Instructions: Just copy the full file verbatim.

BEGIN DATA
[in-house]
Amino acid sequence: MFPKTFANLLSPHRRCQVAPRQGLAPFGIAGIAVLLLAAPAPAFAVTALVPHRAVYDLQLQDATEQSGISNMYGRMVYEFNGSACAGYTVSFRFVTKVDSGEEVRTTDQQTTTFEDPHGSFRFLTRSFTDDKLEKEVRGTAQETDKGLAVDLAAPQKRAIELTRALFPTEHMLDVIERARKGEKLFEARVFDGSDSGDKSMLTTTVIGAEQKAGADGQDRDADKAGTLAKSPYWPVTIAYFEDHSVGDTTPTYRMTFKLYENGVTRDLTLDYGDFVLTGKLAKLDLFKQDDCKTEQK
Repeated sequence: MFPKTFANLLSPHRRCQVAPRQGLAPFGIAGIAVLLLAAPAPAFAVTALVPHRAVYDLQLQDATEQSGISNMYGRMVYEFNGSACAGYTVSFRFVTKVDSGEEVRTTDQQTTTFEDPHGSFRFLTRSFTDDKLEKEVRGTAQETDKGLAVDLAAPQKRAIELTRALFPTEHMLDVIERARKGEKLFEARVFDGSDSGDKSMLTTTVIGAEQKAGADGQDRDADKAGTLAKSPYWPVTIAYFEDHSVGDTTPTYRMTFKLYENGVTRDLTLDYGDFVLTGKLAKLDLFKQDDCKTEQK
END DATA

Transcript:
[in-house]
Amino acid sequence: MFPKTFANLLSPHRRCQVAPRQGLAPFGIAGIAVLLLAAPAPAFAVTALVPHRAVYDLQLQDATEQSGISNMYGRMVYEFNGSACAGYTVSFRFVTKVDSGEEVRTTDQQTTTFEDPHGSFRFLTRSFTDDKLEKEVRGTAQETDKGLAVDLAAPQKRAIELTRALFPTEHMLDVIERARKGEKLFEARVFDGSDSGDKSMLTTTVIGAEQKAGADGQDRDADKAGTLAKSPYWPVTIAYFEDHSVGDTTPTYRMTFKLYENGVTRDLTLDYGDFVLTGKLAKLDLFKQDDCKTEQK
Repeated sequence: MFPKTFANLLSPHRRCQVAPRQGLAPFGIAGIAVLLLAAPAPAFAVTALVPHRAVYDLQLQDATEQSGISNMYGRMVYEFNGSACAGYTVSFRFVTKVDSGEEVRTTDQQTTTFEDPHGSFRFLTRSFTDDKLEKEVRGTAQETDKGLAVDLAAPQKRAIELTRALFPTEHMLDVIERARKGEKLFEARVFDGSDSGDKSMLTTTVIGAEQKAGADGQDRDADKAGTLAKSPYWPVTIAYFEDHSVGDTTPTYRMTFKLYENGVTRDLTLDYGDFVLTGKLAKLDLFKQDDCKTEQK